While a last-minute deal was able to raise the U.S. debt ceiling ahead of default, global investors are frustrated by the unnecessary brush with crisis and by the culture of U.S. political brinkmanship. The long-term impact on U.S. treasuries is unclear.
See more in United States; Financial Crises; Budget, Debt, and Deficits
As partisan wrangling over the U.S. debt ceiling continues in Washington, fears are mounting that a default could trigger another global economic crisis. This guide offers timely analysis on the global implications of the U.S. debt crisis.
See more in United States; Financial Crises; Defense Budget
Britain's phone-hacking scandal is raising questions about the power and reach of Rupert Murdoch's media empire. For Columbia University's Nicholas Lemann, the episode proves the value of expanding public media.
See more in United Kingdom; Media and Foreign Policy
Defense-spending cuts should be a big part of a deficit reduction deal, says CFR's Richard Betts, with the Pentagon pursuing a budget that reflects a reduced threat environment and limits the production of expensive, state-of-the-art equipment.
See more in Defense Budget; United States
With the deadline looming for resolving the U.S. debt standoff, concern is rising among international creditors and markets about the largest economy and home of the world's reserve currency.
See more in International Finance; United States; Budget, Debt, and Deficits
The International Monetary Fund, both criticized and lauded for its efforts to promote financial stability, finds itself again in the forefront of global economic crisis management.
See more in International Organizations and Alliances; International Finance; Asia and Pacific; Europe
Is U.S. involvement in Afghanistan a mission to build a stable Afghan state or eliminate the al-Qaeda threat? As a decision nears on U.S. troop withdrawals from Afghanistan, lawmakers are making new calls for clarity, adding to the debate over the war's endgame.
See more in Afghanistan; Military Operations; United States
U.S. drone strikes and "kill/capture" missions against al-Qaeda operatives, particularly in Pakistan and Yemen, have gained new attention and notoriety this spring. Four experts debate the legality and efficacy of the controversial counterterrorism strategy.
See more in Pakistan; Afghanistan; Wars and Warfare
Foreign governments, non-state actors, and criminal networks are targeting the digital networks of the United States with increasing frequency and sophistication. U.S. cybersecurity has made progress, but relies heavily on the private sector to secure infrastructure critical to national security.
See more in United States; Cybersecurity; Infrastructure
Osama bin Laden's death has raised pointed questions over the legitimacy of Pakistan's counterterrorism efforts and the viability of its relationship with the United States. Four experts discuss whether, and on what terms, the United States should continue aiding Pakistan.
See more in Pakistan; United States; Foreign Aid
The arrest of IMF chief Dominique Strauss-Kahn on charges of sexual assault could hamper the fund's short-term ability to help manage the eurozone crisis but is not likely to harm the IMF over the long term, says CFR's Steven Dunaway.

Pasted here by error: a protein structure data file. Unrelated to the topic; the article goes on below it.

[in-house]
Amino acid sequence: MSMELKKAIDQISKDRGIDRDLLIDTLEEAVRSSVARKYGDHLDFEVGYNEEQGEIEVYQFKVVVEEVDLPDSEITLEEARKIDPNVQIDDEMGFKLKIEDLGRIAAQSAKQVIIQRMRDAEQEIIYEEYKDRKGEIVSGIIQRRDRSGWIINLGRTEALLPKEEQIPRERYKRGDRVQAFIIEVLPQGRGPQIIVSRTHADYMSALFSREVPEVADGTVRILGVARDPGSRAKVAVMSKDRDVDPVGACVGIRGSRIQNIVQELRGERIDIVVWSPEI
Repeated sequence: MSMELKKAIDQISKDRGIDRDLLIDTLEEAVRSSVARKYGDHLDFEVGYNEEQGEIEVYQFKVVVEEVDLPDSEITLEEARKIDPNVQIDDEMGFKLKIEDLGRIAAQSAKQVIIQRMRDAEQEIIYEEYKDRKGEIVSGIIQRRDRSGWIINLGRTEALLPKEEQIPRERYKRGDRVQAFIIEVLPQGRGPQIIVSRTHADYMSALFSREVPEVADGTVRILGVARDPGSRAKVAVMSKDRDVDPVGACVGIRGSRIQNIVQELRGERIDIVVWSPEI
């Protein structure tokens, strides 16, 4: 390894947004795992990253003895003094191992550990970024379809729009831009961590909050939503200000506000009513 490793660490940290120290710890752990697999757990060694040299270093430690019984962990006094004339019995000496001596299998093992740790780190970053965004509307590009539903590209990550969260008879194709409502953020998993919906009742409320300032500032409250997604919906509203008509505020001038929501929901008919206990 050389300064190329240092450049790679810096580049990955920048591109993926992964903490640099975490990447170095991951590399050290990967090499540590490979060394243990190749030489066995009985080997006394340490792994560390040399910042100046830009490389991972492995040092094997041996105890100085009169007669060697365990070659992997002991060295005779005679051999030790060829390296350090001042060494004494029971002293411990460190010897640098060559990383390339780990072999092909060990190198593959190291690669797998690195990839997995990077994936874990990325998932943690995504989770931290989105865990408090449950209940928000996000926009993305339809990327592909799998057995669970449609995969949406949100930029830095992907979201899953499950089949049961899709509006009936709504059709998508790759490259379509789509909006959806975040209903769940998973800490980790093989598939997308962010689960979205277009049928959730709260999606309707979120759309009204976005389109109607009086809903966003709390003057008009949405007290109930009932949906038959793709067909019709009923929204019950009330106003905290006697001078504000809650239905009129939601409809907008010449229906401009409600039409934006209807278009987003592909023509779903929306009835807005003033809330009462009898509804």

See more in Europe; International Organizations and Alliances; Financial Crises
Revelations about Osama bin Laden's plans to attack targets in the United States raises questions about his role in al-Qaeda and the impact his death will have on the idea of global jihad.
See more in Afghanistan; Pakistan; Radicalization and Extremism; Terrorist Leaders
What are the implications for U.S. global competitiveness of running large budget deficits, and what should be done to reign in the fiscal shortfall? Five experts provide their take on the risks and recommend solutions.
See more in United States; Budget, Debt, and Deficits; Competitiveness
Classified military documents leaked by Wikileaks suggest the Obama administration's changes to Guantanamo policy can't improve a system that was flawed from the beginning, says international law expert Karen Greenberg, who argues better risk assessments of prisoners are needed.
See more in United States; Terrorism
President Obama is right to balance U.S. national interests with democracy promotion in dealing with the Middle East, intervening in select cases and standing behind democracy advocates in others, says expert Larry Diamond.
See more in Democratization; United States; Middle East and North Africa
How can the United States improve its aging infrastructure to maintain its global economic competitiveness? Four experts offer their suggestions and discuss the implications of inaction.
See more in United States; Competitiveness; Infrastructure
The repeal of the U.S. military's "don't ask, don't tell" policy in December 2010 has led some Ivy League universities to reconsider a campus homecoming for ROTC after four decades of exile.
See more in United States; Defense and Security; Education
The U.S. Navy's maritime strategy, in which humanitarian missions play a prominent role, is based on a debatable assumption that credible enemies have largely disappeared and that competition of the seas is something of the past, says defense expert Seth Cropsey.
See more in United States; Foreign Aid; Japan
The Muslim community has played an integral role in U.S. counterterrorism efforts, and congressional hearings on radicalization of Muslims risk polarizing a considerable asset for law enforcement, says expert Mark Fallon.
See more in United States; Radicalization and Extremism
With his new executive order on Guantanamo, President Obama acknowledges that the controversial detention center will remain open for some time, says CFR's Matthew Waxman, but provides improved protections and review processes.
See more in United States; Terrorism and the Law